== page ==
By Dean L. Jones
Recent media reports disclose how a Centers for Disease Control and Prevention (CDC) executive worked to specifically help a Coca-Cola representative to influence World Health Organization (WHO) officials to relax recommendations on processed sugar limits. This is troubling in so many ways for any consumer finding it hard pressed to know if certain products are truly beneficial or actually harmful to health.
In March 2015, WHO published a new processed sugar guideline that specifically targeted sugary beverages, calling soda out as a primary cause for childhood obesity around the world. The WHO recommended that consumers limit soda consumption by identifying all sweetened drinks as a primary contributor to the obesity and diabetes epidemics.
Some electronic correspondences in the form of emails between Coca-Cola and the CDC were obtained by a U.S. nonprofit consumer education group. Essentially, a named high level director of the CDC’s Division for Heart Disease and Stroke Prevention, and now a former Coca-Cola scientific and regulatory affairs leader and the founder of a food industry-funded group were discovered communicating about how to reduce the anti-sugar claims.
The CDC executive was found working to help the beverage industry cultivate political sway with the WHO, particularly with reversing and preventing the growing trend to legislate new soda taxes. A clear conflict of interest, particularly since the U.S. Securities and Exchange Commission (SEC) regulations require all traded corporations, even soda companies, regularly inform the SEC about commercial vulnerabilities. Consequently, for the last decade Coca-Cola has been telling the SEC that rising obesity rates are the most significant threat to soda industry profits.
The obvious probability that Coca-Cola is looking for ways to keep profits up is related to how since 1998 U.S. soda sales have dropped 25%. A one-forth lost of revenue from a signature product line no doubt is a highly concerning issue to corporate chief executives.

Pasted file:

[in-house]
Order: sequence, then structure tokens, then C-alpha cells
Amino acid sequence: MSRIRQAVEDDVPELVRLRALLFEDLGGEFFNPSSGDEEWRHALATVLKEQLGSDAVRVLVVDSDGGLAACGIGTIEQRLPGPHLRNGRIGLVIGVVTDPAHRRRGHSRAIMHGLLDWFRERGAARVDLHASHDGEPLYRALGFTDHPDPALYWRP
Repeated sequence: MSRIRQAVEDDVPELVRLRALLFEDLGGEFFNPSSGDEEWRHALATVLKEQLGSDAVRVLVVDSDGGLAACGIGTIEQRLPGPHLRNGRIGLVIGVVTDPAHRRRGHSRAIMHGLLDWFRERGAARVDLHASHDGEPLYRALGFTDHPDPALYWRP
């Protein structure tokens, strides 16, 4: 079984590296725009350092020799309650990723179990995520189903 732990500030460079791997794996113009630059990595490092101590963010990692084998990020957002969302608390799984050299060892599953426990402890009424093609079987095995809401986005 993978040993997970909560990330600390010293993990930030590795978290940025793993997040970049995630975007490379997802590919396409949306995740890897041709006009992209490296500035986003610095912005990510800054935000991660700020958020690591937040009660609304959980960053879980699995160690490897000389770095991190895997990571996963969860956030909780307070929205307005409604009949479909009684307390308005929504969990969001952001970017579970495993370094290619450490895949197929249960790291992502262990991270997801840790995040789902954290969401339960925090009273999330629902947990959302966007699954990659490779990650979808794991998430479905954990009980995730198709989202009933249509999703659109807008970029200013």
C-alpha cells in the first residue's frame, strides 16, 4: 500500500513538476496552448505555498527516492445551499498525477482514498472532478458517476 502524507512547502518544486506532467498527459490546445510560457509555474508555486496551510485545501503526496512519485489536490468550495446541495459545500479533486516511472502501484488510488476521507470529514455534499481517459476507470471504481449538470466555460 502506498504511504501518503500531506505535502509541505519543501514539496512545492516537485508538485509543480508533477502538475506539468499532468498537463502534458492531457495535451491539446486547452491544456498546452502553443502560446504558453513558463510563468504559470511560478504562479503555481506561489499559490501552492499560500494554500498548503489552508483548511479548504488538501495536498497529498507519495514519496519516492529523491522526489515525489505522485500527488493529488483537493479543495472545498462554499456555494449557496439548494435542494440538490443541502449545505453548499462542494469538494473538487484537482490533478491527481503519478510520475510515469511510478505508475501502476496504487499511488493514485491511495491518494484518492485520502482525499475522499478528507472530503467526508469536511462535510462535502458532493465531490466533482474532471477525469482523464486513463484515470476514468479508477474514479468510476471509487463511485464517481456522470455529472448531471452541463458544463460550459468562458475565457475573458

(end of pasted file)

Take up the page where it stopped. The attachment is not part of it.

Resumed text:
Major corporations that manufacture sugary-laden foods undoubtedly will enjoy a decision from the WHO to back off anti-sugar campaigns. Whereby coming at no surprise how the identified CDC director quickly vacated the job when the media exposed them as being the link to maneuver the WHO in favor of reducing the amount of risks released about consuming processed sugar.
It is not just this case, but there is a large problem with unethical behavior by corporate executives in America. Of which sometimes cause serious product recalls, but few are linked to bad executives. Nonetheless, the soda industry is struggling to maintain its glory days of unlimited profits. This relates to how Coca-Cola paid 2016 Olympic Athletes to advertise giving the impression that they drink their soda.
Unknowingly consuming products that have high health risks affects us all. Corporate success too often comes concealed as plain old greed, even when it may deliver disease and death to its consumers. And so, smart consumption consistently entertains the process of living SugarAlert!
Since 2007, Dean steadfastly shares his understanding on the dangers of eating processed sugar.